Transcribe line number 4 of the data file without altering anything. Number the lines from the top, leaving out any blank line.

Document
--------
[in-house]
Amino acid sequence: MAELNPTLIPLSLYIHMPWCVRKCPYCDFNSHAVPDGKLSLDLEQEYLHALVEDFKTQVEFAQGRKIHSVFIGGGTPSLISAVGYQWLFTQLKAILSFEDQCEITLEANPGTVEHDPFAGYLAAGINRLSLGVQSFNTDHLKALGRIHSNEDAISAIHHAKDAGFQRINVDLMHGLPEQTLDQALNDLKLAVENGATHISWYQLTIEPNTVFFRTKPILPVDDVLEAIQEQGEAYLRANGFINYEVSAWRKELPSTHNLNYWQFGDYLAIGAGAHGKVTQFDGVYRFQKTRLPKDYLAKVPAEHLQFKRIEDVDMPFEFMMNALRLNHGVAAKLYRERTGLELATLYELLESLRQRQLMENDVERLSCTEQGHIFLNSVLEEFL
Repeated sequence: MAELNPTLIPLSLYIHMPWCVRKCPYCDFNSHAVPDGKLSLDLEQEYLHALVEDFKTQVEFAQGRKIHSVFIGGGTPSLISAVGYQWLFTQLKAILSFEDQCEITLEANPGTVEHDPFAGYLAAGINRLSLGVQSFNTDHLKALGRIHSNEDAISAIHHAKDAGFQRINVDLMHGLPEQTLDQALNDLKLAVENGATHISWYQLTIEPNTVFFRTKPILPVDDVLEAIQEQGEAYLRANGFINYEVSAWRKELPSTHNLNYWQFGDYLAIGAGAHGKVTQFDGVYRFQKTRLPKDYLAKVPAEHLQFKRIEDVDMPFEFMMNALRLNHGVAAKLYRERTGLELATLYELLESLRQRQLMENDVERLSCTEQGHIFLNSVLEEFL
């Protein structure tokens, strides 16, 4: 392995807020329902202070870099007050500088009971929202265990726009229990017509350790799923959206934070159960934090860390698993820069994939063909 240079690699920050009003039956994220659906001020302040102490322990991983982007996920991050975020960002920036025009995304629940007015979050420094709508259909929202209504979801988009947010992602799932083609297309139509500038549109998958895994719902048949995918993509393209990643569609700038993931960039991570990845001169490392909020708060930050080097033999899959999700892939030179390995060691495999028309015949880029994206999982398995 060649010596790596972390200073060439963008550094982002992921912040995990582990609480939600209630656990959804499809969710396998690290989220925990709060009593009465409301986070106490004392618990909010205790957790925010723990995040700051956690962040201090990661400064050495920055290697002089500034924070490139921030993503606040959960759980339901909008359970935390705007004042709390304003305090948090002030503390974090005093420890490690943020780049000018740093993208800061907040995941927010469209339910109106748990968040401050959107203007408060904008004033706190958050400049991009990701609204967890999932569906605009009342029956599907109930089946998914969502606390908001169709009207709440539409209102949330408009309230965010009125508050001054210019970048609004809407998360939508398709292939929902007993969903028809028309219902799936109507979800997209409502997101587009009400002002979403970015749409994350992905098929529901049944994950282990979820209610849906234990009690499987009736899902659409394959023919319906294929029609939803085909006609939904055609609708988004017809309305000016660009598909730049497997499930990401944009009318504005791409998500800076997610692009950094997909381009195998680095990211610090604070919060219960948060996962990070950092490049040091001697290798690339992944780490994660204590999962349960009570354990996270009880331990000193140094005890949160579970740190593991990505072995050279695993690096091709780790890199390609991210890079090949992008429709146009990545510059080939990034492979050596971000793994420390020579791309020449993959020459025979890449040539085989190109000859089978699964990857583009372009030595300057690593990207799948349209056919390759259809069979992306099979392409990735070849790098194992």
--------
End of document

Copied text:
């Protein structure tokens, strides 16, 4: 392995807020329902202070870099007050500088009971929202265990726009229990017509350790799923959206934070159960934090860390698993820069994939063909 240079690699920050009003039956994220659906001020302040102490322990991983982007996920991050975020960002920036025009995304629940007015979050420094709508259909929202209504979801988009947010992602799932083609297309139509500038549109998958895994719902048949995918993509393209990643569609700038993931960039991570990845001169490392909020708060930050080097033999899959999700892939030179390995060691495999028309015949880029994206999982398995 060649010596790596972390200073060439963008550094982002992921912040995990582990609480939600209630656990959804499809969710396998690290989220925990709060009593009465409301986070106490004392618990909010205790957790925010723990995040700051956690962040201090990661400064050495920055290697002089500034924070490139921030993503606040959960759980339901909008359970935390705007004042709390304003305090948090002030503390974090005093420890490690943020780049000018740093993208800061907040995941927010469209339910109106748990968040401050959107203007408060904008004033706190958050400049991009990701609204967890999932569906605009009342029956599907109930089946998914969502606390908001169709009207709440539409209102949330408009309230965010009125508050001054210019970048609004809407998360939508398709292939929902007993969903028809028309219902799936109507979800997209409502997101587009009400002002979403970015749409994350992905098929529901049944994950282990979820209610849906234990009690499987009736899902659409394959023919319906294929029609939803085909006609939904055609609708988004017809309305000016660009598909730049497997499930990401944009009318504005791409998500800076997610692009950094997909381009195998680095990211610090604070919060219960948060996962990070950092490049040091001697290798690339992944780490994660204590999962349960009570354990996270009880331990000193140094005890949160579970740190593991990505072995050279695993690096091709780790890199390609991210890079090949992008429709146009990545510059080939990034492979050596971000793994420390020579791309020449993959020459025979890449040539085989190109000859089978699964990857583009372009030595300057690593990207799948349209056919390759259809069979992306099979392409990735070849790098194992």